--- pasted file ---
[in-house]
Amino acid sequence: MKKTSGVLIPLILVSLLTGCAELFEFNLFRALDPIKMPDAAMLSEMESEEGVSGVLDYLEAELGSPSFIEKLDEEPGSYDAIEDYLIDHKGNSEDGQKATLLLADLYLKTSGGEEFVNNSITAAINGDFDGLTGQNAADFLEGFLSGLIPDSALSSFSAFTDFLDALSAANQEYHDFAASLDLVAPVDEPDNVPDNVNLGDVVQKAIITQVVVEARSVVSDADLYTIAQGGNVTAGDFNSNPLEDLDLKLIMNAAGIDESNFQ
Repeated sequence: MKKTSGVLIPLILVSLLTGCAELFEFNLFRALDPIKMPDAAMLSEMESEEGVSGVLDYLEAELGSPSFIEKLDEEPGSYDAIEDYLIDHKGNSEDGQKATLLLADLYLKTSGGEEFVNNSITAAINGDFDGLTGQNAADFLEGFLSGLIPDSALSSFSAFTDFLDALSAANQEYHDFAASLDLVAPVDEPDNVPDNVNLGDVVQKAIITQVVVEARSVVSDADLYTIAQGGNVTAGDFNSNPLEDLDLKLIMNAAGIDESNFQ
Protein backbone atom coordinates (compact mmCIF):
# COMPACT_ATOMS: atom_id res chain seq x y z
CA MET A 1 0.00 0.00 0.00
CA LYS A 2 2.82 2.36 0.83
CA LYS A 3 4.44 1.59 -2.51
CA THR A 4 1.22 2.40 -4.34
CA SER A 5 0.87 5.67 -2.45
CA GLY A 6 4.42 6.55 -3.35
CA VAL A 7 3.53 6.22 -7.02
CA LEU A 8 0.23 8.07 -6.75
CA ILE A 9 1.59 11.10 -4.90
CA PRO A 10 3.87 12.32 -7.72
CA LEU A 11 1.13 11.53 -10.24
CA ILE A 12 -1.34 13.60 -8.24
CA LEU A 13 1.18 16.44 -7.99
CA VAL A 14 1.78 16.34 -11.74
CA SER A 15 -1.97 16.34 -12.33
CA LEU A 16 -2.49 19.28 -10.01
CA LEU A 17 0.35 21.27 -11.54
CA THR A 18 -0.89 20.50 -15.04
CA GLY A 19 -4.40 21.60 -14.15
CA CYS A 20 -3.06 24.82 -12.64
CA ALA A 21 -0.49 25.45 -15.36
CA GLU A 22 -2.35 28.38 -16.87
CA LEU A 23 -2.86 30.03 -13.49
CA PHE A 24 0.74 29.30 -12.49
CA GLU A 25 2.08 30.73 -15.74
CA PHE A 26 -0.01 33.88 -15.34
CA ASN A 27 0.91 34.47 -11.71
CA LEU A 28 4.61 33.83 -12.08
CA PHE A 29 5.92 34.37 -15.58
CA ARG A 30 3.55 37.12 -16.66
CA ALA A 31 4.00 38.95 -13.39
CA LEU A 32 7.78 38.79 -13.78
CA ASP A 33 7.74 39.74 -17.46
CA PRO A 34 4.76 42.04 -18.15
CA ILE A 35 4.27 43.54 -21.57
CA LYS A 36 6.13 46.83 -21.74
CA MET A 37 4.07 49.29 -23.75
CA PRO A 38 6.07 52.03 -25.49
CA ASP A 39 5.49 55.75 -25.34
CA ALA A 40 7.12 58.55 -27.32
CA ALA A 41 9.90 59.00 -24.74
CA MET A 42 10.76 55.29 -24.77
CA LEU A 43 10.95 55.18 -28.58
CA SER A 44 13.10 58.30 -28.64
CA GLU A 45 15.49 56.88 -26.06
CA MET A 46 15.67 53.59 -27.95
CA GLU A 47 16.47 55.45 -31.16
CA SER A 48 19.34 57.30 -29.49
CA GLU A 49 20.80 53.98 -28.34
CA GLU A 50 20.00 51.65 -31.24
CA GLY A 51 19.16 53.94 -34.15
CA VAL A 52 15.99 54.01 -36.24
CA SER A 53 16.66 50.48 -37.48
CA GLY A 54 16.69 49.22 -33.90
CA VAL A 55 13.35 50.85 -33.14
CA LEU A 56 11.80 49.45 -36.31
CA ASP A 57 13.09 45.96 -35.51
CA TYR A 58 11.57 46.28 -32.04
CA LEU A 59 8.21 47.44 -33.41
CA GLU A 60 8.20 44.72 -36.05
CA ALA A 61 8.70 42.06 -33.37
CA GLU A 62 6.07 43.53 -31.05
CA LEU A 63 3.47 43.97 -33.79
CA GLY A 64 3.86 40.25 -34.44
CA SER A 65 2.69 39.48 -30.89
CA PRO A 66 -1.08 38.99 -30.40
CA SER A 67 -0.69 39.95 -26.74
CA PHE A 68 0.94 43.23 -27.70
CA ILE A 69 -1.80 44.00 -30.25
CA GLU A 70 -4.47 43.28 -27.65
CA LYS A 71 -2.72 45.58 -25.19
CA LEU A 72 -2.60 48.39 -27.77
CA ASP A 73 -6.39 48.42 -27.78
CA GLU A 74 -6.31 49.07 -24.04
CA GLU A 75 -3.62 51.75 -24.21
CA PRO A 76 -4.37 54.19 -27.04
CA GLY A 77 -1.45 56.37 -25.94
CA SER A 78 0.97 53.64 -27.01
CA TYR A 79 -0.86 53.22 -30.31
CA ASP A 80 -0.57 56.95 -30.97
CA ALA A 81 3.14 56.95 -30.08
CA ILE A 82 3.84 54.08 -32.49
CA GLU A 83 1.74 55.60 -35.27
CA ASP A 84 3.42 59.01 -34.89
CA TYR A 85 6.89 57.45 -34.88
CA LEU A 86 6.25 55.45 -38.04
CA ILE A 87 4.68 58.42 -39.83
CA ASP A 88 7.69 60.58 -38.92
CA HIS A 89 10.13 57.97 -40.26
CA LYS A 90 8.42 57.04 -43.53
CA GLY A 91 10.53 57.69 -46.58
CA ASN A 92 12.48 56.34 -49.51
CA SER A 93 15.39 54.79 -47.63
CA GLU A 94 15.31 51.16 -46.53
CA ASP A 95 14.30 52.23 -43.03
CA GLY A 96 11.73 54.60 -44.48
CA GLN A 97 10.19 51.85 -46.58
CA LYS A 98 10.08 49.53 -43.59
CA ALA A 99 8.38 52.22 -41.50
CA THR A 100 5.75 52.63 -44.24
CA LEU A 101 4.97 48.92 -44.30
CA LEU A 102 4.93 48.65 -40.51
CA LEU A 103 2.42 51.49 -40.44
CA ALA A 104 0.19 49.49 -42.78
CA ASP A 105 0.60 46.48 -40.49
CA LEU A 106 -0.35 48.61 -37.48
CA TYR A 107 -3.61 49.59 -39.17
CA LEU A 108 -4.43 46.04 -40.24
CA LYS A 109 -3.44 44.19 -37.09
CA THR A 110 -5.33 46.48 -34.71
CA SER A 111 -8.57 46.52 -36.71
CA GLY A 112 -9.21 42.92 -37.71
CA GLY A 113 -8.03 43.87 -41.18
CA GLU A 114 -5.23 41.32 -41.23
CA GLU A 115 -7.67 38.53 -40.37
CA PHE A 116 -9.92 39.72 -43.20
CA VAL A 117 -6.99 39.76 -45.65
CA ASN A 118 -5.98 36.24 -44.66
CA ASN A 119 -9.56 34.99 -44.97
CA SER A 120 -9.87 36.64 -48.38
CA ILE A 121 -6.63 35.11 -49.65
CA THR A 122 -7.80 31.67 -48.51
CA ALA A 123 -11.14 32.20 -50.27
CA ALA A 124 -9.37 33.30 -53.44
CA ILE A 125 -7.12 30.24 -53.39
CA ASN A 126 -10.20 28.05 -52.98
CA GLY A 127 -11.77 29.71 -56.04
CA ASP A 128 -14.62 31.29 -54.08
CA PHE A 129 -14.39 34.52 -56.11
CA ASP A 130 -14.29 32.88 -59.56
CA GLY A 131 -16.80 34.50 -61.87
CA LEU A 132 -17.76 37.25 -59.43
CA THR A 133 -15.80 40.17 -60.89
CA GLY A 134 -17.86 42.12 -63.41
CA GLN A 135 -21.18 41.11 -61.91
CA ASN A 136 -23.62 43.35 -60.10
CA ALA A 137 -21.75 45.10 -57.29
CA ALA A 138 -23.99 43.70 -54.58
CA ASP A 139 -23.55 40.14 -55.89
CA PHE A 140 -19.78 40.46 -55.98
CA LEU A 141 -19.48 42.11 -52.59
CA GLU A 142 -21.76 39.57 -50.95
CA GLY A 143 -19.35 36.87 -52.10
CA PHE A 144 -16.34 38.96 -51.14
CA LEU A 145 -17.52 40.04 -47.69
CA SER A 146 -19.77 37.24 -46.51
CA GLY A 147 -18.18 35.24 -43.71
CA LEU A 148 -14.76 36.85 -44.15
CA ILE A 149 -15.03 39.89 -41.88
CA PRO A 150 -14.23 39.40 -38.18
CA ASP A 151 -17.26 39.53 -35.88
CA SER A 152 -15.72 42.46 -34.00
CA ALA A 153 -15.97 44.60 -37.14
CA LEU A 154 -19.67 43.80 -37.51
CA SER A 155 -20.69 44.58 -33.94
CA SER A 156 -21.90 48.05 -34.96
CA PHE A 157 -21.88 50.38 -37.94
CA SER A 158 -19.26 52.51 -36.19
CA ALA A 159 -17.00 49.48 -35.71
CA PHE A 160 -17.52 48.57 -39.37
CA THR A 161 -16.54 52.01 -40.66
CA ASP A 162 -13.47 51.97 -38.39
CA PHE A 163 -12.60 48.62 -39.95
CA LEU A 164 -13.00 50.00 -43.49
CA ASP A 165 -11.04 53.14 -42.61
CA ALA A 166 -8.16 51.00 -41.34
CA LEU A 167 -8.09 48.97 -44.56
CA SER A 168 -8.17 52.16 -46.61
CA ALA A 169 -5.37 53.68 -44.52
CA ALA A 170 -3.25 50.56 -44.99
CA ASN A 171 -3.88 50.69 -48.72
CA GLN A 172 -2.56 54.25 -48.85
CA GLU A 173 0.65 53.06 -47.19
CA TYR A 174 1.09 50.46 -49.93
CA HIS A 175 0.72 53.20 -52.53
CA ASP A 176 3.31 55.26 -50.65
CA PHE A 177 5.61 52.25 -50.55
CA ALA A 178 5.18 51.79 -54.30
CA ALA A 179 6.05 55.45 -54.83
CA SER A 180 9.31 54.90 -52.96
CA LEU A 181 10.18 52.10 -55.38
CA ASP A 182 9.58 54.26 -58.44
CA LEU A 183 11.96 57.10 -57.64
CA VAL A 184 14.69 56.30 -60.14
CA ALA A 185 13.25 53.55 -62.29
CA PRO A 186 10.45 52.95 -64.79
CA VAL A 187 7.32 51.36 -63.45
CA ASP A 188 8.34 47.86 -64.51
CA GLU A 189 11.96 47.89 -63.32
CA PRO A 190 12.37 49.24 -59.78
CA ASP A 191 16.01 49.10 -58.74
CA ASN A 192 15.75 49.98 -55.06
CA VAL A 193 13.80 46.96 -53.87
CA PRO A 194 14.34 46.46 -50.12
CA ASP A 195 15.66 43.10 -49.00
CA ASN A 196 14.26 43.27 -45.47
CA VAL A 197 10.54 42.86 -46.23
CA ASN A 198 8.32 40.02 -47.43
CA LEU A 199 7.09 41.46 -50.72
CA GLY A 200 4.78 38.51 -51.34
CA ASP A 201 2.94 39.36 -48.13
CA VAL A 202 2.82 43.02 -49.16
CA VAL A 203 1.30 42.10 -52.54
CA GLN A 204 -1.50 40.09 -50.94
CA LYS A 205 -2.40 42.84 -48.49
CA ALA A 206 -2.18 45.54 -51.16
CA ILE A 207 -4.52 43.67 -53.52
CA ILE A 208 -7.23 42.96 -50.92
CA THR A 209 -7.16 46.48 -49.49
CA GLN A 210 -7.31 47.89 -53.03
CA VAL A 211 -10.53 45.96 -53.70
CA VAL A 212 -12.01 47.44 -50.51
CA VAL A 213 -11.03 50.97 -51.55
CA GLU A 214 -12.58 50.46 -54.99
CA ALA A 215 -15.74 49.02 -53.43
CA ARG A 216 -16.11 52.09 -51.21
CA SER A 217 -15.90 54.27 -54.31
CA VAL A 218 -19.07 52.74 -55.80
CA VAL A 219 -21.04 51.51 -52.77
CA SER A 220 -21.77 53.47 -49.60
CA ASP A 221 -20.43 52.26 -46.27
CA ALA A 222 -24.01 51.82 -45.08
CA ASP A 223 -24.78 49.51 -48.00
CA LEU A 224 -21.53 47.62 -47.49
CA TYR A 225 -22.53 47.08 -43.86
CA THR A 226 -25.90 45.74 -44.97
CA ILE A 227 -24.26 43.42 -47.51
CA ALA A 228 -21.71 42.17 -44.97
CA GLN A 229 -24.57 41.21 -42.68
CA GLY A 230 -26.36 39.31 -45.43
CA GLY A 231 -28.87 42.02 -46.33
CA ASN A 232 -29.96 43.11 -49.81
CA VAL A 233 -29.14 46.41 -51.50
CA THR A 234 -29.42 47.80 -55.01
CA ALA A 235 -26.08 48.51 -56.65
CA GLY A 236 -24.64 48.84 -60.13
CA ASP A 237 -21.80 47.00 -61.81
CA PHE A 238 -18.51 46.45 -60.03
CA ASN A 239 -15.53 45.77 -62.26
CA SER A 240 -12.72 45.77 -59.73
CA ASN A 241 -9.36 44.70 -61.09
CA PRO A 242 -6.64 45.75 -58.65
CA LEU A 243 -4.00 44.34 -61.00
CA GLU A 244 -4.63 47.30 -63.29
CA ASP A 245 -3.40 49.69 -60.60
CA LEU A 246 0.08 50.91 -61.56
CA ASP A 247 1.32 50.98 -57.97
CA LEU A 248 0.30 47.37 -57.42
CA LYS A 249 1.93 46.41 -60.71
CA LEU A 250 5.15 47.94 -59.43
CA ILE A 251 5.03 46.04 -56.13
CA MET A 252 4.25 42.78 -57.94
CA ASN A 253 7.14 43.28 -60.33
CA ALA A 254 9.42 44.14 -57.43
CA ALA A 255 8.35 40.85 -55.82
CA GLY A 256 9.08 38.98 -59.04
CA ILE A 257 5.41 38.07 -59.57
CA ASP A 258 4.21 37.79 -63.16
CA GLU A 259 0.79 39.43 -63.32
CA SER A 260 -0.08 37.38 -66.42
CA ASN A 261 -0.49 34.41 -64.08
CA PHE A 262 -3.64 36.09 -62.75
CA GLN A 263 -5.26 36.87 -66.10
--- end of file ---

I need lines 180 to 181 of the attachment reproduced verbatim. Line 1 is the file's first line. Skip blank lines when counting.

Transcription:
CA HIS A 175 0.72 53.20 -52.53
CA ASP A 176 3.31 55.26 -50.65